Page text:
Katja, like everyone else stuck on the work island they call home, wants to get to the mainland by any means necessary. Shooting her boyfriend and stealing a chemical vial is one way to ensure her safe passage; the only problem is, she’s not the only one who wants it, and the freedom it will bring. There’s Nikolai the joystick junkie; Aleksakhina, Katja’s parole officer; Vladimir Kohl, the small-time chemical dealer, and his boss Szerynski; the rival chemical lord Dracyev, and his lover, Ylena. And there’s the Man In Red, ready and waiting for whoever is (un)lucky enough to end up with the vial.
Katja from the Punk Band is Jackie Brown meets the Sex Pistols, a fast-paced industrial crime-thriller that weaves multiple storylines and timeframes, from the author of Pretty Little Things to Fill Up The Void, Nothing Is Inflammable, and I-O.
“Sequel to 2012’s Katja from the Punk Band, [Get Katja] sees the eponymous character emerge from hiding to front her punk band once more, an ill-considered decision that attracts the close attention of the startlingly diverse assortment of people with a grudge against Katja. . . . Logan handles his large cast with skill, flicking from person to person, from plot to plot and back and forth through time to create a fast paced madcap caper story. . . . Energetic and amusing, this is a worthy sequel to the original.” —Publishers Weekly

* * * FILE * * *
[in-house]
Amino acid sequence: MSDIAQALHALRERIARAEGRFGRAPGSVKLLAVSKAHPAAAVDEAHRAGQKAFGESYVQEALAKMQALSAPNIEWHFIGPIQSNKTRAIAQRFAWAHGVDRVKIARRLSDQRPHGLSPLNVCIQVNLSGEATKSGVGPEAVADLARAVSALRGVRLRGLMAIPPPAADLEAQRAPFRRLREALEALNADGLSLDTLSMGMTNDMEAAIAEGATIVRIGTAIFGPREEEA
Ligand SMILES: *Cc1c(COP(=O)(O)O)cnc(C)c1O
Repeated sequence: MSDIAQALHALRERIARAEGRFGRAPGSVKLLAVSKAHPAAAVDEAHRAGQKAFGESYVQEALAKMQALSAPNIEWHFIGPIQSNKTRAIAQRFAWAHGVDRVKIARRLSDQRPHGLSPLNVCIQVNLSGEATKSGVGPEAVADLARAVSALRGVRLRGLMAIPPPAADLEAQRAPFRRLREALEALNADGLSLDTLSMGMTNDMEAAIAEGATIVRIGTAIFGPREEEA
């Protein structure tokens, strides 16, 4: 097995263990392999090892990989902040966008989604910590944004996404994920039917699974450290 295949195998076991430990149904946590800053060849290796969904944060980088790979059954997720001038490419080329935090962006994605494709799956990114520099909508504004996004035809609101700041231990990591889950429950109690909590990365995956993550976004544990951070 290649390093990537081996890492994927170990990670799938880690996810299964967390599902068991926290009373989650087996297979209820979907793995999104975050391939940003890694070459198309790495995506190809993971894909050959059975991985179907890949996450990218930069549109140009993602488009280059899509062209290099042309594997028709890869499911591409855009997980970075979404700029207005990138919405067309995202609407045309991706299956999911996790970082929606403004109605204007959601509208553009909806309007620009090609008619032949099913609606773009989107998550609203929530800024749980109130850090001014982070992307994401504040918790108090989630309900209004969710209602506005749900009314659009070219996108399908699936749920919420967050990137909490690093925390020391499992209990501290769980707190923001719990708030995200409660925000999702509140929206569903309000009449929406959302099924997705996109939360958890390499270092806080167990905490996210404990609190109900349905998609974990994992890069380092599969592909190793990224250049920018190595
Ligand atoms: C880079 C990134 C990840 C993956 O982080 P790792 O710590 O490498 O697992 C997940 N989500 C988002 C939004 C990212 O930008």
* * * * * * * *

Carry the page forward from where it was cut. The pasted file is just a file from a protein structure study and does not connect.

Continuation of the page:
“Logan is a stylish transgressor for the next evolutionary moment. He reminds me of Harlan Ellison at his most daring and dangerous raw, fearless, unpredictable, disturbing, and much needed. . . .” —Jack O’Connell, author of Word Made Flesh and The Resurrectionist
“Like a combination of David Bunch and J. G. Ballard, Logan tells tales of a wounded humanity that has lived so long with its mechanical adjuncts that ‘nature’ is a meaningless term. . . .” —Paul Di Filippo, author of Wikiworld, and The Steampunk Trilogy
“A visionary in the genre’s midst. . . .” —Asimov’s
“What is impressive about Logan is his distinctive milieu, his command of tone and atmosphere and his deftly sketched selection of characters. Logan wants, and probably deserves, his own genre. . . .” —Martin Lewis, SFSite.com